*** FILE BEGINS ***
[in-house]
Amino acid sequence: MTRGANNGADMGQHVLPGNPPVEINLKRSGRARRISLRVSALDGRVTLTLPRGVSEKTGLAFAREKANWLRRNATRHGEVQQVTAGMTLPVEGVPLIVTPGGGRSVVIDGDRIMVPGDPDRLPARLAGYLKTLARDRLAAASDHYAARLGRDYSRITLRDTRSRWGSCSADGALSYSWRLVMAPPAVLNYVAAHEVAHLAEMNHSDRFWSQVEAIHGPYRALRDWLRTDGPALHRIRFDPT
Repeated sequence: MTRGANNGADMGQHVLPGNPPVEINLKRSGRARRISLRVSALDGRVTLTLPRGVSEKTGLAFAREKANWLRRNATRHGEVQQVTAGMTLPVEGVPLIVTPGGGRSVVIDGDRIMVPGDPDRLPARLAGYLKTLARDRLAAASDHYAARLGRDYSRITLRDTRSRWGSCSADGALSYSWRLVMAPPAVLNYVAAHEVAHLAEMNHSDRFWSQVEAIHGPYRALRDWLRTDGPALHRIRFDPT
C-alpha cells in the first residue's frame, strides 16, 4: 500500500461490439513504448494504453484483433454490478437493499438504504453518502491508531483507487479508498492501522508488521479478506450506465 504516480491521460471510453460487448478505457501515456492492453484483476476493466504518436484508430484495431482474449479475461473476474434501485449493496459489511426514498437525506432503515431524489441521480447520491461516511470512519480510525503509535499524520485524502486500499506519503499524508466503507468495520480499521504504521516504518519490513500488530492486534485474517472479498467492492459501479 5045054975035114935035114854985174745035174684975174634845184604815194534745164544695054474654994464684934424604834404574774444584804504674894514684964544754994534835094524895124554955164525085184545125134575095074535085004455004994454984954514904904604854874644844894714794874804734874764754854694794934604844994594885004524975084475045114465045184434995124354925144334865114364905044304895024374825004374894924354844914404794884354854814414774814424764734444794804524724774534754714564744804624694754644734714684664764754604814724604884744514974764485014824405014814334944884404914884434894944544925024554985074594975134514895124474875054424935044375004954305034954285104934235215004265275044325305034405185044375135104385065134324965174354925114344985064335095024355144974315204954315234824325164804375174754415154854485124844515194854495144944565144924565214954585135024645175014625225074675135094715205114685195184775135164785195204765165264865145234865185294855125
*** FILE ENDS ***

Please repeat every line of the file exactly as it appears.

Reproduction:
[in-house]
Amino acid sequence: MTRGANNGADMGQHVLPGNPPVEINLKRSGRARRISLRVSALDGRVTLTLPRGVSEKTGLAFAREKANWLRRNATRHGEVQQVTAGMTLPVEGVPLIVTPGGGRSVVIDGDRIMVPGDPDRLPARLAGYLKTLARDRLAAASDHYAARLGRDYSRITLRDTRSRWGSCSADGALSYSWRLVMAPPAVLNYVAAHEVAHLAEMNHSDRFWSQVEAIHGPYRALRDWLRTDGPALHRIRFDPT
Repeated sequence: MTRGANNGADMGQHVLPGNPPVEINLKRSGRARRISLRVSALDGRVTLTLPRGVSEKTGLAFAREKANWLRRNATRHGEVQQVTAGMTLPVEGVPLIVTPGGGRSVVIDGDRIMVPGDPDRLPARLAGYLKTLARDRLAAASDHYAARLGRDYSRITLRDTRSRWGSCSADGALSYSWRLVMAPPAVLNYVAAHEVAHLAEMNHSDRFWSQVEAIHGPYRALRDWLRTDGPALHRIRFDPT
C-alpha cells in the first residue's frame, strides 16, 4: 500500500461490439513504448494504453484483433454490478437493499438504504453518502491508531483507487479508498492501522508488521479478506450506465 504516480491521460471510453460487448478505457501515456492492453484483476476493466504518436484508430484495431482474449479475461473476474434501485449493496459489511426514498437525506432503515431524489441521480447520491461516511470512519480510525503509535499524520485524502486500499506519503499524508466503507468495520480499521504504521516504518519490513500488530492486534485474517472479498467492492459501479 5045054975035114935035114854985174745035174684975174634845184604815194534745164544695054474654994464684934424604834404574774444584804504674894514684964544754994534835094524895124554955164525085184545125134575095074535085004455004994454984954514904904604854874644844894714794874804734874764754854694794934604844994594885004524975084475045114465045184434995124354925144334865114364905044304895024374825004374894924354844914404794884354854814414774814424764734444794804524724774534754714564744804624694754644734714684664764754604814724604884744514974764485014824405014814334944884404914884434894944544925024554985074594975134514895124474875054424935044375004954305034954285104934235215004265275044325305034405185044375135104385065134324965174354925114344985064335095024355144974315204954315234824325164804375174754415154854485124844515194854495144944565144924565214954585135024645175014625225074675135094715205114685195184775135164785195204765165264865145234865185294855125